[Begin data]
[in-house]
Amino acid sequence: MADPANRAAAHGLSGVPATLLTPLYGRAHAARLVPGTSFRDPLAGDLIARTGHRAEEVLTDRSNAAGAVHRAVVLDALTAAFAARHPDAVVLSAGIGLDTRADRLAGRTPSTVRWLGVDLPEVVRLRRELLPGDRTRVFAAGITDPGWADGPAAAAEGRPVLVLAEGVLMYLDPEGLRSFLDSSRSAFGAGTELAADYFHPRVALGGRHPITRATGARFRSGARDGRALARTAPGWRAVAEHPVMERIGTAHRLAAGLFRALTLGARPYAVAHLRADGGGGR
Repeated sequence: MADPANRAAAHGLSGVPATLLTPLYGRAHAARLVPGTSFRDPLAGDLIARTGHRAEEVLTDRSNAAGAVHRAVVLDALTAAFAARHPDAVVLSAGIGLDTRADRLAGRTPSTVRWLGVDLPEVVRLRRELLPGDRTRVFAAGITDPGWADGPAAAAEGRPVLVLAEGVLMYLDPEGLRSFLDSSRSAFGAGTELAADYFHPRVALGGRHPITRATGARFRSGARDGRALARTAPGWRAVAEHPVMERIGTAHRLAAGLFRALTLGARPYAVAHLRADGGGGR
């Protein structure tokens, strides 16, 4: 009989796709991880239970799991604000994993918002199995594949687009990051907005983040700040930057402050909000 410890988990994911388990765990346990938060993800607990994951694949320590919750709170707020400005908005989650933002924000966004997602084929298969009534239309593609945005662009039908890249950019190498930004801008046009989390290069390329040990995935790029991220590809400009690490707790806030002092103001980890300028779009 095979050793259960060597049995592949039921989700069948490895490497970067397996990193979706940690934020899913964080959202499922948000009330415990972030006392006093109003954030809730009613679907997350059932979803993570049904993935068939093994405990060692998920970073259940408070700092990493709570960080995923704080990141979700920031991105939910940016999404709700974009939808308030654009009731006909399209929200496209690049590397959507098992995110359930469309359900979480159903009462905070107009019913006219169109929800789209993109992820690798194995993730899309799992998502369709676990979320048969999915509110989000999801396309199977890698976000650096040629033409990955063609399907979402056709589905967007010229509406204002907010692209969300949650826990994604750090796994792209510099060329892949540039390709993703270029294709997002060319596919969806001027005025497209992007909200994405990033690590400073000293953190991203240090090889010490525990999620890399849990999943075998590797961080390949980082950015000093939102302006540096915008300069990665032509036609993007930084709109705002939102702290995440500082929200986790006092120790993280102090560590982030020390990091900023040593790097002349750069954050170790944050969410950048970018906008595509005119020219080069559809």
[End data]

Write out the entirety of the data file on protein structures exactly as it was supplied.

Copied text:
[in-house]
Amino acid sequence: MADPANRAAAHGLSGVPATLLTPLYGRAHAARLVPGTSFRDPLAGDLIARTGHRAEEVLTDRSNAAGAVHRAVVLDALTAAFAARHPDAVVLSAGIGLDTRADRLAGRTPSTVRWLGVDLPEVVRLRRELLPGDRTRVFAAGITDPGWADGPAAAAEGRPVLVLAEGVLMYLDPEGLRSFLDSSRSAFGAGTELAADYFHPRVALGGRHPITRATGARFRSGARDGRALARTAPGWRAVAEHPVMERIGTAHRLAAGLFRALTLGARPYAVAHLRADGGGGR
Repeated sequence: MADPANRAAAHGLSGVPATLLTPLYGRAHAARLVPGTSFRDPLAGDLIARTGHRAEEVLTDRSNAAGAVHRAVVLDALTAAFAARHPDAVVLSAGIGLDTRADRLAGRTPSTVRWLGVDLPEVVRLRRELLPGDRTRVFAAGITDPGWADGPAAAAEGRPVLVLAEGVLMYLDPEGLRSFLDSSRSAFGAGTELAADYFHPRVALGGRHPITRATGARFRSGARDGRALARTAPGWRAVAEHPVMERIGTAHRLAAGLFRALTLGARPYAVAHLRADGGGGR
């Protein structure tokens, strides 16, 4: 009989796709991880239970799991604000994993918002199995594949687009990051907005983040700040930057402050909000 410890988990994911388990765990346990938060993800607990994951694949320590919750709170707020400005908005989650933002924000966004997602084929298969009534239309593609945005662009039908890249950019190498930004801008046009989390290069390329040990995935790029991220590809400009690490707790806030002092103001980890300028779009 095979050793259960060597049995592949039921989700069948490895490497970067397996990193979706940690934020899913964080959202499922948000009330415990972030006392006093109003954030809730009613679907997350059932979803993570049904993935068939093994405990060692998920970073259940408070700092990493709570960080995923704080990141979700920031991105939910940016999404709700974009939808308030654009009731006909399209929200496209690049590397959507098992995110359930469309359900979480159903009462905070107009019913006219169109929800789209993109992820690798194995993730899309799992998502369709676990979320048969999915509110989000999801396309199977890698976000650096040629033409990955063609399907979402056709589905967007010229509406204002907010692209969300949650826990994604750090796994792209510099060329892949540039390709993703270029294709997002060319596919969806001027005025497209992007909200994405990033690590400073000293953190991203240090090889010490525990999620890399849990999943075998590797961080390949980082950015000093939102302006540096915008300069990665032509036609993007930084709109705002939102702290995440500082929200986790006092120790993280102090560590982030020390990091900023040593790097002349750069954050170790944050969410950048970018906008595509005119020219080069559809």